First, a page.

Archaeologists from the the Hebrew University of Jerusalem and Bar-Ilan University researching and mapping an extensive cave system in the Judean hills have found a cache of 120 gold, silver and copper coins dating to the period of the Bar-Kokhba Revolt, between 132 to 135 AD.
The some 120 coins were discovered within a cave that has a “hidden wing,” the slippery and dangerous approach to which is possible only via a narrow opening discovered many years ago by Dr. Gideon Mann, a physician who is one of the early cave explorers in modern Israel. The opening led to a small chamber which in turn opens into a hall that served as a hiding place for the Jewish fighters of Bar-Kokhba.
Most of the discovered coins are in excellent condition and were overstruck as rebels’ coins on top of Roman coins. The new imprints show Jewish images and words (for example: the facade of the Temple in Jerusalem and the slogan “for the freedom of Jerusalem”). Other coins that were found, of gold, silver and bronze, are original Roman coins of the period minted elsewhere in the Roman Empire or in the Land of Israel.
That’s pretty damn industrious for rebels to re-strike minted coins with their slogans and symbols. They were quite successful rebels, in fact, as they actually established a self-governing Jewish state for a couple of years over various parts of Judea, with Simon Bar Kokhba as the ruler. The silver and copper coins were re-struck during that period. The gold coins still retain their original Roman minting.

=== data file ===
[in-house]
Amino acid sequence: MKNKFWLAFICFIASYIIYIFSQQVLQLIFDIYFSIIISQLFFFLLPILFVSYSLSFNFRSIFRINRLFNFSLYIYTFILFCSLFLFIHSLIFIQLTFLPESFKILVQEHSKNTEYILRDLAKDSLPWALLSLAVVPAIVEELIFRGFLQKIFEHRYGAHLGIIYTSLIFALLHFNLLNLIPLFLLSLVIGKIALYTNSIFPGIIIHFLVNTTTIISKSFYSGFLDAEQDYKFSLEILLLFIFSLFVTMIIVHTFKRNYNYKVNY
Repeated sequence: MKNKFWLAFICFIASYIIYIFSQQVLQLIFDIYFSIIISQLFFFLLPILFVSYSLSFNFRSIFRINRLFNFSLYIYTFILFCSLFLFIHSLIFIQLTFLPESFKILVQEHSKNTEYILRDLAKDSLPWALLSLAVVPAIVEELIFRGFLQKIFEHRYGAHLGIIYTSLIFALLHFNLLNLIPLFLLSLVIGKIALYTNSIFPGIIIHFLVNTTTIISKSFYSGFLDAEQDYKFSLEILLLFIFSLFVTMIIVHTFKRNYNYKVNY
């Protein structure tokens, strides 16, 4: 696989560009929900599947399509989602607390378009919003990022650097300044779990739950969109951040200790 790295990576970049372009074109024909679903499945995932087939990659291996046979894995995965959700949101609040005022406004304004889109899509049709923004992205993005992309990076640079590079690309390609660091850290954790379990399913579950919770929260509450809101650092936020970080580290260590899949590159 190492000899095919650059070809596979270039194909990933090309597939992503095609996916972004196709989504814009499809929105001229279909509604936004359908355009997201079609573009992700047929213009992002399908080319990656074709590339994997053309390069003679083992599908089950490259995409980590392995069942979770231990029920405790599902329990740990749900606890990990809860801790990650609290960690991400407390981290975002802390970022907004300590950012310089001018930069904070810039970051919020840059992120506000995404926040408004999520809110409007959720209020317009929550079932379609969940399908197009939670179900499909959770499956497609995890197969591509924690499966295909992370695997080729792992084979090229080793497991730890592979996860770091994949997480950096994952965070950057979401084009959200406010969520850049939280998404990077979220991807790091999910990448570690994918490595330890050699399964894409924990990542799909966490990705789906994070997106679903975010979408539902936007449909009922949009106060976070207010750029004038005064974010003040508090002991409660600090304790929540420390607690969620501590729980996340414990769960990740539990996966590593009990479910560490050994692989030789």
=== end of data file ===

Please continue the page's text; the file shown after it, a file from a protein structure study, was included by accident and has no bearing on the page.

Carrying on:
This many high quality Bar-Kokhba period coins have never been officially found before. Looters have kept a steady stream of them on the black market so who knows what other hoards have been uncovered in an unofficial capacity, but this is the largest cache ever recorded.
It’s also significant in its location. The cave is near the ancient fortress of Betar, the site of the Bar-Kokhba revolt’s last stand against the Roman legions after they were chased out of Jerusalem. The refugees who fled to the cave with their most valued possessions were preparing for the worst, but doubtless hoping they’d be able to come back and reclaim their treasures.
They weren’t, obviously, and in the end, over a half a million Jews were killed, plus more sold in to slavery. In retaliation for the revolt and to prevent any future attempts against his imperial authority, Hadrian exiled all Jews from Jerusalem, outlawed the Torah, built statues of himself and Jupiter on the site of the Temple, and literally wiped the name of Judea off the map, renaming the region Syria Palaestina after the Philistines of Goliath fame.